In the right conditions, a mature basil can be the height of a child (say, about 10yo), and roughly the same width as its height. You'll have a hard time accommodating that in an 8" pot! When transplanting, select only the healthist-looking seedlings, and discard the rest, then put one seedling per pot. Of course, you don't HAVE to discard the weaklings - they can always go outside in the garden, where they'll probably do better than the ones inside. You're bound to lose a few, of course. Basil is an annual, and you can expect it to die come next cold season. Basil starts flowering from a very young age. You can try to remove the flowers to encourage more leaf growth, but when you discover a way to prevent it flowering more and more, please let me know!

You can start re-potting your basil right now - they are a fast-growing, greedy plant and need space, full sunlight and heat to grow (that does NOT mean the filtered sunlight of a glass window, nor the reflected heat from glass which can easily burn the leaves). Don't start pinching back until you have, say, 10 pairs of leaves, and then just remove the top pair or two.

Parsley doesn't like being transplanted, but you'll have to give it a go, as the current pots are miles too small. Don't pinch back parsley - let it do its own thing. Next time, put 2-3 seeds per pot (in which the mature plant will fit - ie 'sow in situ'), then discard the weaker two. Still, give it a go, remembering that parsley has a long tap-root that is easily damaged, and doesn't like being fiddled with. Parsley grows from the centre (think of an erupting volcano), so harvest the bottom, outside leaves, and leave the centre baby leaves to grow to replace the oldies. Remember, parsley is a biennial. In its second year the leaves become coarser in flavour, and the plant will go to seed. Let it happen. Treat Italian parsley in the same way, but remember that it will grow to a considerable (and, to a newbie, substantial) size that might just squeeze into your oven without too much scrunching when mature.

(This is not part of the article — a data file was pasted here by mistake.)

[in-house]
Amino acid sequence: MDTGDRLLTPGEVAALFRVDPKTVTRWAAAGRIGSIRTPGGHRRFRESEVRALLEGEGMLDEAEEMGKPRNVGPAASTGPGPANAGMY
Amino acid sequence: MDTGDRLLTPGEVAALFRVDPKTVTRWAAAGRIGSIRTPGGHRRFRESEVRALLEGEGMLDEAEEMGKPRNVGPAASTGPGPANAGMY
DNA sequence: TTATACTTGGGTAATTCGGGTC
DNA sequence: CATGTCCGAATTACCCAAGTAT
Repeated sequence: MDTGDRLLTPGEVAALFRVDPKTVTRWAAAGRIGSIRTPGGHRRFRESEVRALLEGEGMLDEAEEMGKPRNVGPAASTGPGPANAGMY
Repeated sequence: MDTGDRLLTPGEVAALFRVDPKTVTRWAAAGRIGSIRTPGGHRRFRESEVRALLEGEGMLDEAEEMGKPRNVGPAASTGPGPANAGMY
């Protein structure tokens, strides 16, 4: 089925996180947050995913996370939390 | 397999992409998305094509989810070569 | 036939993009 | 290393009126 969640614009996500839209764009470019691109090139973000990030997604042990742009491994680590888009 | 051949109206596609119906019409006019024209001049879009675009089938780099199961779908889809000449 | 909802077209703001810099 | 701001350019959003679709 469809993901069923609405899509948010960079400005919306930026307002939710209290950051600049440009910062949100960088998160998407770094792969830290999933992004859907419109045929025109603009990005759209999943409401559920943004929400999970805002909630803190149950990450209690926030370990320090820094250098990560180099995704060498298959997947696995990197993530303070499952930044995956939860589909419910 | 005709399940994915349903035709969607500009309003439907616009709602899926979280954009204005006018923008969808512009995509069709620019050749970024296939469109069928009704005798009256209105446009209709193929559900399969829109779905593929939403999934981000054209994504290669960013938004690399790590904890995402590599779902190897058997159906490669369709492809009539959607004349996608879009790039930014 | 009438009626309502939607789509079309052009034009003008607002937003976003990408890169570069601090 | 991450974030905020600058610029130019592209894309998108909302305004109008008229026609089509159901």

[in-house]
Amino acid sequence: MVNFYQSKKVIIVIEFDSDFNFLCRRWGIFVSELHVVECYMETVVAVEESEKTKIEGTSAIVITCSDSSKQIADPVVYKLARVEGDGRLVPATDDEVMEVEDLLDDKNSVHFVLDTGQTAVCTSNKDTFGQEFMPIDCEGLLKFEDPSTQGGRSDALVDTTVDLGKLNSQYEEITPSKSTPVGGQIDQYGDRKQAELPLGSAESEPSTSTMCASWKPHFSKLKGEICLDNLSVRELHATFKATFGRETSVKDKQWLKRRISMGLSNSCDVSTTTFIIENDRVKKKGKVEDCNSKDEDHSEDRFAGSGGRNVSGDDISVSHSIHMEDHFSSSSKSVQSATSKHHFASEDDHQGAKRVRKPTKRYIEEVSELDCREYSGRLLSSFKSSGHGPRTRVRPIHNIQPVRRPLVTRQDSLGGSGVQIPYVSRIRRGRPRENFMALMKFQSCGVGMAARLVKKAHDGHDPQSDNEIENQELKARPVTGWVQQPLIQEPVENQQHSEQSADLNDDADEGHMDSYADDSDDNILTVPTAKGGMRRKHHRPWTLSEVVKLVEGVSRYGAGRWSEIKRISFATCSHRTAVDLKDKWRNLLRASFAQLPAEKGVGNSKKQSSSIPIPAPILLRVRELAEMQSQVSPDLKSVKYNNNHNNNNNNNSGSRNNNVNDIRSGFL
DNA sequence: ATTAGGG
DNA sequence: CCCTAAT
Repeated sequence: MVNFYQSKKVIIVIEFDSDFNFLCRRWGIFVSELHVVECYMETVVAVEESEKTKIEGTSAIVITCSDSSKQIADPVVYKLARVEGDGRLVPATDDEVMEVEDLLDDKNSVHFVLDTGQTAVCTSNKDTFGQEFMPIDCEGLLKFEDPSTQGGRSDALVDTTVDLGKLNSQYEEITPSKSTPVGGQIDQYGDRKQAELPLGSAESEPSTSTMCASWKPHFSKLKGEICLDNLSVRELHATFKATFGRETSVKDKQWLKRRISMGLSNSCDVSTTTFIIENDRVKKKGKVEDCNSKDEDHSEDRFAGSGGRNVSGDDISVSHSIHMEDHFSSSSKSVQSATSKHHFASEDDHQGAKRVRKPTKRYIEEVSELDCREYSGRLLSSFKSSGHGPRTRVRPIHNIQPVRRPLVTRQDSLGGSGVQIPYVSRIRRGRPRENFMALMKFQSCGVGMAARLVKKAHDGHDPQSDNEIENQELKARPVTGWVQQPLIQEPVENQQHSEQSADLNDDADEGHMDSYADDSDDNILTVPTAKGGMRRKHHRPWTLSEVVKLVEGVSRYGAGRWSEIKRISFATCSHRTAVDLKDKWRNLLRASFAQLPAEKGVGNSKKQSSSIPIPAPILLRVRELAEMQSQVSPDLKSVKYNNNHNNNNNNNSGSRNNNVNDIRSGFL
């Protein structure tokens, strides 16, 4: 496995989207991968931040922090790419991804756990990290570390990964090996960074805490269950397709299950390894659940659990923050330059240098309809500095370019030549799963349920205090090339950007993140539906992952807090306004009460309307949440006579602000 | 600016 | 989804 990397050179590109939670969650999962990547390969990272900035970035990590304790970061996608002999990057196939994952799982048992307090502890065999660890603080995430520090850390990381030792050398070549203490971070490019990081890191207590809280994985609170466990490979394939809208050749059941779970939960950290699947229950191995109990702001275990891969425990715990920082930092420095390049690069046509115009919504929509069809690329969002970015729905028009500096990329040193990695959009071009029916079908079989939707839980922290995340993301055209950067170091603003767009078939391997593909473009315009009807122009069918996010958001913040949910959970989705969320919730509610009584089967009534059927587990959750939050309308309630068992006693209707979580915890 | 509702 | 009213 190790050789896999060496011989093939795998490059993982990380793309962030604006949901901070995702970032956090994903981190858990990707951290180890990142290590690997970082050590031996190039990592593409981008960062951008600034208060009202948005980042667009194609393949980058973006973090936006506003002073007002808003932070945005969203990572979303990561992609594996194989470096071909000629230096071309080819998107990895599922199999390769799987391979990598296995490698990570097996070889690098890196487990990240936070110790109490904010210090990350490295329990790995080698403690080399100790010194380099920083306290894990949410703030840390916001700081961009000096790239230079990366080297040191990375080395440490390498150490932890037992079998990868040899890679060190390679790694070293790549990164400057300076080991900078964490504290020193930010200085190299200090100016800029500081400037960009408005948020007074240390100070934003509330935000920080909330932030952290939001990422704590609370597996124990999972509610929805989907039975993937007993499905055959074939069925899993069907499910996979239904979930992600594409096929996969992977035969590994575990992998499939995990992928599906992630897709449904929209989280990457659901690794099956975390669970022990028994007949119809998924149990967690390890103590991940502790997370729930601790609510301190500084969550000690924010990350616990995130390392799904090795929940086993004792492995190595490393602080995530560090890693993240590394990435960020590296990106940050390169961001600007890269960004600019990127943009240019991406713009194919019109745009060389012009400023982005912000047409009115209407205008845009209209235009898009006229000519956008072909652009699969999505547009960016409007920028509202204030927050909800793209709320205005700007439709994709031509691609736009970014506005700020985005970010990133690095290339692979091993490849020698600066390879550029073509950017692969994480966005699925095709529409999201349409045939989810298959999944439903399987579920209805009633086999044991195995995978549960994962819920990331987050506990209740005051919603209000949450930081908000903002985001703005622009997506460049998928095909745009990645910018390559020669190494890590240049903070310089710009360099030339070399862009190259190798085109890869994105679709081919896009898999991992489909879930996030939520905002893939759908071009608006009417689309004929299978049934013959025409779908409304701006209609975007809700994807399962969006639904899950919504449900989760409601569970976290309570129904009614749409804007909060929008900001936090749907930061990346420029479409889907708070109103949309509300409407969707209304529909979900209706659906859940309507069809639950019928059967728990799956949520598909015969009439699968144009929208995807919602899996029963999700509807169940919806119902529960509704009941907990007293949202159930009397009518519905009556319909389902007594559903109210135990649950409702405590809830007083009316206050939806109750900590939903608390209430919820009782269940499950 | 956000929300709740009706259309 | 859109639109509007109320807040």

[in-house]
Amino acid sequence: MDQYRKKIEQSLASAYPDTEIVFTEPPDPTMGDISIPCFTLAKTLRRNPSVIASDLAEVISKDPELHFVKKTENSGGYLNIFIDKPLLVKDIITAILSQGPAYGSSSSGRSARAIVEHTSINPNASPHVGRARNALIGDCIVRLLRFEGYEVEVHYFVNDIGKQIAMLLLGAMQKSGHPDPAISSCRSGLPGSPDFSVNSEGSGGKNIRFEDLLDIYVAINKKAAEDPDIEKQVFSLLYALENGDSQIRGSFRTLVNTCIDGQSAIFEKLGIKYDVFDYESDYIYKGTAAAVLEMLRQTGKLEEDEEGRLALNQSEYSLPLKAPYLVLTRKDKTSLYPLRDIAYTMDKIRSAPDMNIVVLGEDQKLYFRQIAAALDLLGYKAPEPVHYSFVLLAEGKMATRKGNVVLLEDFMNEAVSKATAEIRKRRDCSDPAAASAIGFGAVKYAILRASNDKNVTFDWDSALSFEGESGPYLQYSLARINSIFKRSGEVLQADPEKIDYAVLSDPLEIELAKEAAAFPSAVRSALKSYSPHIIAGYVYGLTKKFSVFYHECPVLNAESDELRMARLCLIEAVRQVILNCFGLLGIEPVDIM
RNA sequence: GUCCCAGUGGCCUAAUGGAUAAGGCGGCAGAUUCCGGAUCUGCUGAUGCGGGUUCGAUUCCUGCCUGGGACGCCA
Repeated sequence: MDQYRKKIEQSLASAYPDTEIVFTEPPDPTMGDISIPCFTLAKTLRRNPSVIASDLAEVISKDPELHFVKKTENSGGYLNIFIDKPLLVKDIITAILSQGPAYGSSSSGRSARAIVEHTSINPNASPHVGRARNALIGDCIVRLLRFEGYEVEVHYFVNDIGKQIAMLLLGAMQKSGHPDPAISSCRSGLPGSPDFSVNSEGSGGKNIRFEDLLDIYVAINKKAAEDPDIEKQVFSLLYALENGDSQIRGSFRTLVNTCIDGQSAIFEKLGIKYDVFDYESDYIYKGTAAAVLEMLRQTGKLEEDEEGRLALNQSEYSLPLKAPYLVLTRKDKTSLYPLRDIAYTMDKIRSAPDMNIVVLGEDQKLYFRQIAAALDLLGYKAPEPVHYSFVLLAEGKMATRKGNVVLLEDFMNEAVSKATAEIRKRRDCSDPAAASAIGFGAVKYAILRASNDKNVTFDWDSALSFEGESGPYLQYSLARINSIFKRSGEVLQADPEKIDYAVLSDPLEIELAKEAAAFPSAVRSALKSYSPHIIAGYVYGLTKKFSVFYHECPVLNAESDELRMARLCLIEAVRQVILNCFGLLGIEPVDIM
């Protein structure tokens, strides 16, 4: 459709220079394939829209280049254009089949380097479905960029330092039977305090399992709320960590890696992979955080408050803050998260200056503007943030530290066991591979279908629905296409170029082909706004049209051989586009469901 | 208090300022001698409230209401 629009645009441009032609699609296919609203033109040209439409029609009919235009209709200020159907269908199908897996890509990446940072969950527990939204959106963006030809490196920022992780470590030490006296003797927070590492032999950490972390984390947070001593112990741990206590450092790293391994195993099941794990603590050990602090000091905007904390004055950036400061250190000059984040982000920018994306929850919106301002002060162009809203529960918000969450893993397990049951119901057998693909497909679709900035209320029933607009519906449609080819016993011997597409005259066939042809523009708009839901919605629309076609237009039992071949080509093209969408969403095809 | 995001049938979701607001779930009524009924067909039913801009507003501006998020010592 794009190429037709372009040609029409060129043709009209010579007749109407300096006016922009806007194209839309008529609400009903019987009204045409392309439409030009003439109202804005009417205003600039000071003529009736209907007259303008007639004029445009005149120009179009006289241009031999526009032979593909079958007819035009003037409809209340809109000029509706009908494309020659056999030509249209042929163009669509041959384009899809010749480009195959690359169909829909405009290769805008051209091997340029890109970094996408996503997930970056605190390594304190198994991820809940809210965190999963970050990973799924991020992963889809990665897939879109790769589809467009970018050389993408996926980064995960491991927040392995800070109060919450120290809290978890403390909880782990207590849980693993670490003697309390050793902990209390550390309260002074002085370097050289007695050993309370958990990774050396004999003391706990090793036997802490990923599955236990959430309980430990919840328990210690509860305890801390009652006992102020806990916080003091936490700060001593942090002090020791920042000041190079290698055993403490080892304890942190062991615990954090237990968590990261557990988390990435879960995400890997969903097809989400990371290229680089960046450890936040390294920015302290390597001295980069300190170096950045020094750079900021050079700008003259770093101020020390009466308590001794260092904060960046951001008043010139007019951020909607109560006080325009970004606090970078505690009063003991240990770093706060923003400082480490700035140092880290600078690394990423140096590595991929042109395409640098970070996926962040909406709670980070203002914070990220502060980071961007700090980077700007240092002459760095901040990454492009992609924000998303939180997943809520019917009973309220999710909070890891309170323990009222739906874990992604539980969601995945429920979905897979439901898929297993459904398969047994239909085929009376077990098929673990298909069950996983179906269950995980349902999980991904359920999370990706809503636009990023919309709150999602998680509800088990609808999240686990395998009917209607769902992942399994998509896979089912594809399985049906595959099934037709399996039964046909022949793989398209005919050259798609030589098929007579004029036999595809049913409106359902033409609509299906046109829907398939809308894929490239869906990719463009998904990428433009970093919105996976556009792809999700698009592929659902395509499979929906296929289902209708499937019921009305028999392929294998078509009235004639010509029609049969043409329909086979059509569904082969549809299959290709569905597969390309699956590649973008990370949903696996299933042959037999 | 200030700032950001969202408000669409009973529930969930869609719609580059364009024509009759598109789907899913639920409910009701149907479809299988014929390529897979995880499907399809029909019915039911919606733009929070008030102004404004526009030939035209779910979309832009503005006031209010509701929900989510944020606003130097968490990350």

Chives and parsley can both do well in partial sun, but basil needs full sun, and lots of it. All your plants will be much happier outside than in, and you can expect them not to grow to optimum size or quality in pots.

When dividing seedlings, tap the starter-pot firmly but gently around the sides and bottom, and tip out the contents onto a table, laying the pot-shape on its side. Then carefully break away the surrounding potting mix to expose the roots of the plant. Carefully remove each seedling, being careful not to damage the roots - if they are pot-pound, you might have to do a bit of 'teasing' to disentangle them. Have ready-prepared another pot, with fresh potting mix, use a dibble-stick or your finger to create a hole deep enough to accommodate the entire root system, insert the seedling, then using your fingers only, gently tamp in the soil around it, making sure NOT to bury the plant any deeper than it originally was. (In other words, don't bury the seedling any deeper than 'the dirty line'.) Water in carefully, and Robert's the other son of your grandfather.

In future, I suggest that you learn about your plants BEFORE you start them - mature size, growing conditions etc. But yes, you've experienced the delightful thrill of seeing something small and brown actually turn into a plant - and there's no better reward than that.

    Bookmark   March 18, 2011 at 5:53PM